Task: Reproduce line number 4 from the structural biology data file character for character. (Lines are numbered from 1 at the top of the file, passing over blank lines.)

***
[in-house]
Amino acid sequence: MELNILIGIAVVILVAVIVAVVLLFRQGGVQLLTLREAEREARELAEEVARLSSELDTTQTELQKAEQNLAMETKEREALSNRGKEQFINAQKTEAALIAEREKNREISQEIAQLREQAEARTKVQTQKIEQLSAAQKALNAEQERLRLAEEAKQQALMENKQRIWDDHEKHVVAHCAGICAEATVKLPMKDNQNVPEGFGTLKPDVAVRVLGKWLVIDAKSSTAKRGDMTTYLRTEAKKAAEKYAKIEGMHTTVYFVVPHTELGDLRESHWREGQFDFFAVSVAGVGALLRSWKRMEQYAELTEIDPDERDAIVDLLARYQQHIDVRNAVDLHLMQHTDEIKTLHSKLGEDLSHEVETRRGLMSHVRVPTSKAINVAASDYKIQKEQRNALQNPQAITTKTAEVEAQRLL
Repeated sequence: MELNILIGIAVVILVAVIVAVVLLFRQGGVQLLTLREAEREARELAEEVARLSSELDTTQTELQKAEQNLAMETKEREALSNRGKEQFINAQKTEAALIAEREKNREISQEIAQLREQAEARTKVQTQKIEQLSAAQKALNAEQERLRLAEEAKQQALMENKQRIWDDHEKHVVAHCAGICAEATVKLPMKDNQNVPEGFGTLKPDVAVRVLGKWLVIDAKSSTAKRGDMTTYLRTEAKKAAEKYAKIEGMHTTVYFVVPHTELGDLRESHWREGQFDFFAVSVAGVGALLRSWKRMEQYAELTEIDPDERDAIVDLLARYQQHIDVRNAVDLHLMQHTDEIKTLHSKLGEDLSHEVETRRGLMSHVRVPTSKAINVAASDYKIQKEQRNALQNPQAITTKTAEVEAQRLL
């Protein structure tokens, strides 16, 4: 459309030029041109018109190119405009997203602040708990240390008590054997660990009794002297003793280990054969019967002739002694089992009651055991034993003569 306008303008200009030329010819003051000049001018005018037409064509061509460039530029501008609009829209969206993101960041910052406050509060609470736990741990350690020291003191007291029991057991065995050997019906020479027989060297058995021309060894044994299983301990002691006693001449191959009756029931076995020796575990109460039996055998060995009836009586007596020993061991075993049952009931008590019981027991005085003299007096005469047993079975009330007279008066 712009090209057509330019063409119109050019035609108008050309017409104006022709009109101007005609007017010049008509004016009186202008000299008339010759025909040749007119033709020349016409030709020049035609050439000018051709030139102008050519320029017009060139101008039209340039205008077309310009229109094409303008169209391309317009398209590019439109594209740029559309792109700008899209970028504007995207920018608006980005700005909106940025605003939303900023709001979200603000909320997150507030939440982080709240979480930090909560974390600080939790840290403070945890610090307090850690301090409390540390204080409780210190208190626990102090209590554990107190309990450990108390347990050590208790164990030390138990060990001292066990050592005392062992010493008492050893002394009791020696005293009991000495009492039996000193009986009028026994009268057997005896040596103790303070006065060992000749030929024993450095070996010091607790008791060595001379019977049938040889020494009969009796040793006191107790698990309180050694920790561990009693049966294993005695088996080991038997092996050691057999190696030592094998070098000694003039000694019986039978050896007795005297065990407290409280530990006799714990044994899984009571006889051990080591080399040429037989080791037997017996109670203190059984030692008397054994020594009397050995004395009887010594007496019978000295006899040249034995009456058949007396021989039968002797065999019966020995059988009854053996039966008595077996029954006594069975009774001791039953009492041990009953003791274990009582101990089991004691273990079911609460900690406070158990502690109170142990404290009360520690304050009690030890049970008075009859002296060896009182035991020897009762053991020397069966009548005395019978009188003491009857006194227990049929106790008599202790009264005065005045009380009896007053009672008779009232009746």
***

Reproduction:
């Protein structure tokens, strides 16, 4: 459309030029041109018109190119405009997203602040708990240390008590054997660990009794002297003793280990054969019967002739002694089992009651055991034993003569 306008303008200009030329010819003051000049001018005018037409064509061509460039530029501008609009829209969206993101960041910052406050509060609470736990741990350690020291003191007291029991057991065995050997019906020479027989060297058995021309060894044994299983301990002691006693001449191959009756029931076995020796575990109460039996055998060995009836009586007596020993061991075993049952009931008590019981027991005085003299007096005469047993079975009330007279008066 712009090209057509330019063409119109050019035609108008050309017409104006022709009109101007005609007017010049008509004016009186202008000299008339010759025909040749007119033709020349016409030709020049035609050439000018051709030139102008050519320029017009060139101008039209340039205008077309310009229109094409303008169209391309317009398209590019439109594209740029559309792109700008899209970028504007995207920018608006980005700005909106940025605003939303900023709001979200603000909320997150507030939440982080709240979480930090909560974390600080939790840290403070945890610090307090850690301090409390540390204080409780210190208190626990102090209590554990107190309990450990108390347990050590208790164990030390138990060990001292066990050592005392062992010493008492050893002394009791020696005293009991000495009492039996000193009986009028026994009268057997005896040596103790303070006065060992000749030929024993450095070996010091607790008791060595001379019977049938040889020494009969009796040793006191107790698990309180050694920790561990009693049966294993005695088996080991038997092996050691057999190696030592094998070098000694003039000694019986039978050896007795005297065990407290409280530990006799714990044994899984009571006889051990080591080399040429037989080791037997017996109670203190059984030692008397054994020594009397050995004395009887010594007496019978000295006899040249034995009456058949007396021989039968002797065999019966020995059988009854053996039966008595077996029954006594069975009774001791039953009492041990009953003791274990009582101990089991004691273990079911609460900690406070158990502690109170142990404290009360520690304050009690030890049970008075009859002296060896009182035991020897009762053991020397069966009548005395019978009188003491009857006194227990049929106790008599202790009264005065005045009380009896007053009672008779009232009746």